About Style Guides

Use them consistently. It makes your writing more betterer.
Consistency comes in as many flavors as different spellings for the same word and all variations of correctly punctuating the same sentence. Rules is rules. Adhering to them establishes credibility. Breaking them is okay if done consistently and to make a point. We call such consistency in writing style. Excellent writers have a style, call it a voice, identifiable as their own even though that voice follows rules the writer would rather not. Competent editors and publishers see to it. Compromise happens, sometimes. It’s a process. It’s credible and/or creditable. But go with one or the other. Make sure a word means what you want it to mean, and be consistent.

The Fog of Boredom

Boredom is not necessary, neither is it illegal. Resorting to subjects, verbs and objects that are illegal often serves as boredom’s potent antidote. For a while, anyway. Until one becomes bored with whatever illegal activity, hormones will surge, chemicals will churn life into the dull grey soft matter that is the hardware of consciousness. We are children squishing ants on the front porch. Nothing wrong with that, even kind of addictive. And it never gets old until we do.
Let’s turn things up a notch. That bird over there needs a rock thrown at it, we think, and throw one in its direction not intending to hit the target, which it does. The sparrow falls quickly, unaware of how or why or even that it has become acutely inert.
A few years later another juvenile ensemble has assembled, waiting to pounce. That kid with the new bicycle (sweet tufted banana seat, suicide handlebars, nothing but chrome for fenders) sees them staring at him. He innocently leaves it unlocked in front of the drug store. The glass door doesn’t even shut before one of the boys mounts the stingray and flies it to the next neighborhood. Hey, it’s something to do. The dork comes out holding a candy bar he will never eat. Sick with loss, new emptiness where his new bike was a few minutes earlier, safe, solid and real, all his, suited to no one else. How dare anyone ride it but him. He must walk the city block to his home. It’s a joyless hike, the distance compounded as barefooted forced march. The void that is his loss weighs on him brutally. That fine machine, the envy of the other boys, the most significant physical extension of his personal identity, the thing that got him from place to place in style, gone.
The dork rides shotgun as his father steers the Impala through the neighborhood streets. Decades will pass until father and son both relive these moments in dreams they never share with the other. It never occurs to either of them as they reflect on this memory, a horrible experience transformed into a sweet recollection, time together, so long ago. And there it is: the stolen bike, still recognizable under the all the disguise from a hasty black paint job. The thief later becomes a friend.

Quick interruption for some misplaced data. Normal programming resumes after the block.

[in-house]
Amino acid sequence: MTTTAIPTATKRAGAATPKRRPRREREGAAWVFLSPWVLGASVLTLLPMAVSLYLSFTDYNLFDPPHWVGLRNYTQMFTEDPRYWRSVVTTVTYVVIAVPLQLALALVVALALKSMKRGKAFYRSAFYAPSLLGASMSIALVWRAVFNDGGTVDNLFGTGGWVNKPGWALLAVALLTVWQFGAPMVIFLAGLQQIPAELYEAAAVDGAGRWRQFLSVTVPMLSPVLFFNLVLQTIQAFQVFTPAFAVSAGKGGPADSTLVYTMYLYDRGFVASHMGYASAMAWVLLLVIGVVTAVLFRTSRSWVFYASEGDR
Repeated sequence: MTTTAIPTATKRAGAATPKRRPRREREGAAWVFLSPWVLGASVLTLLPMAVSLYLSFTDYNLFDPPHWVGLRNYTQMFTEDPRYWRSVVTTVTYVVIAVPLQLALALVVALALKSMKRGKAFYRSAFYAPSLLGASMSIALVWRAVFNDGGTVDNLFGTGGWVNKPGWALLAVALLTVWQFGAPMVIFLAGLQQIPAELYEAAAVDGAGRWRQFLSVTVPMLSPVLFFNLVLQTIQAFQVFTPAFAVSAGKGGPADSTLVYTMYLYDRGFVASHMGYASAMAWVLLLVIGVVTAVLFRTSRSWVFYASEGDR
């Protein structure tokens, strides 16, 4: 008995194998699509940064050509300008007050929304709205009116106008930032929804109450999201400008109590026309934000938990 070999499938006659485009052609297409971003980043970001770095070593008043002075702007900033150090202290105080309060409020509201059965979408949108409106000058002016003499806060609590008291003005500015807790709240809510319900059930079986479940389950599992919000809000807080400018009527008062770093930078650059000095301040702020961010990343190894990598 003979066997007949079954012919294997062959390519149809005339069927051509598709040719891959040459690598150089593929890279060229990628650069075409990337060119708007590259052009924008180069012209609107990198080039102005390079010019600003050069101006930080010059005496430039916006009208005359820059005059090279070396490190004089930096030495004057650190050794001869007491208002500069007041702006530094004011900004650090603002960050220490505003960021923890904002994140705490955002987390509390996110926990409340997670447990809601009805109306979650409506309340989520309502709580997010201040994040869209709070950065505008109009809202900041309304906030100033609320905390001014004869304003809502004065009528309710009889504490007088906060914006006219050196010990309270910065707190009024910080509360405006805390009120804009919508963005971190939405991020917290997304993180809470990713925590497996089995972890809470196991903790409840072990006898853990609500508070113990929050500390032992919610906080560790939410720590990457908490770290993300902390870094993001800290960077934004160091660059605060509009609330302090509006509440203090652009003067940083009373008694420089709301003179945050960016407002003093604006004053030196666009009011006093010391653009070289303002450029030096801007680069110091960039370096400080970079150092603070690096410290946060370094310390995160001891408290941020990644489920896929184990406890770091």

He remembers the time he returned to check on the carcass of the fallen sparrow a few minutes after he’d killed it, but it was gone.

Babies are Gross

Birth. Our nephew’s daughter entered Earth’s atmosphere in the vicinity of San Antonio. Hardly a moment later photos came as email attachments, precious new yet-to-be-swaddled human, her waxy white and vernix coat softening the blushing red. Other than in emails, this image was spared social media exposure as far as we know. The parents are commended.
The joy of a new family member spread quickly to the other side of the world. Our daughter in Seoul quickly shot back her observation. “Babies are gross.” Such candor attests to her lineage, and the adage: she is her father’s daughter. I’m so proud.
She’s right, you know. She, at birth, was no exception. None of us are. Caesar’s entry into life and exit from his mother, the method of which bears his name, was probably more especially gross. And of course all the accompanying baggage, you know, that cord and a couple of square feet of amniotic membrane, the child’s weight in placenta, have got to go somewhere and aren’t going to dispose of themselves.
Even the immaculately conceived Jesus, vaginally birthed in circumstances so abjectly humble so as to emphasize the glory of his virgin mother’s deliverance, halos all around, angels attending, afterbirth lost somewhere in the hay, not unusual for that kind of place.
Civilization removes the grossness of childbirth. But there’s no escaping the reality. I was born in my father’s absence as was the custom in those days. He was in the waiting room down the hall. One could argue that my mother wasn’t even there. I don’t know if she was anesthetized for the event, also an easy option of the times. As for me? I don’t remember. And no manner of hypnotic regression will change that. What would be the point. My mother tells me she thought I looked like a red rat when she saw me for the first time. And looking at the black-and-white of me as a newborn, I’ve got to agree.
Continue reading Babies are Gross

The Cleaning

Work continues the same everywhere
Beginning again in the early evenings
Into the nights and mornings as quietly
Changed into white clothes we wear
Surface layers of dust that air brings
Are wiped again until the cloth is slightly
Shaded where fingertips polished the hue
From flesh to cloth a mild vinegar scented
Astringent of sorts, the final mortal flavor
Held to thirsty lips, an ancient chiseled statue
Cleanses daily filth from pure and repented
Fixtures that furnish the house of our Savior

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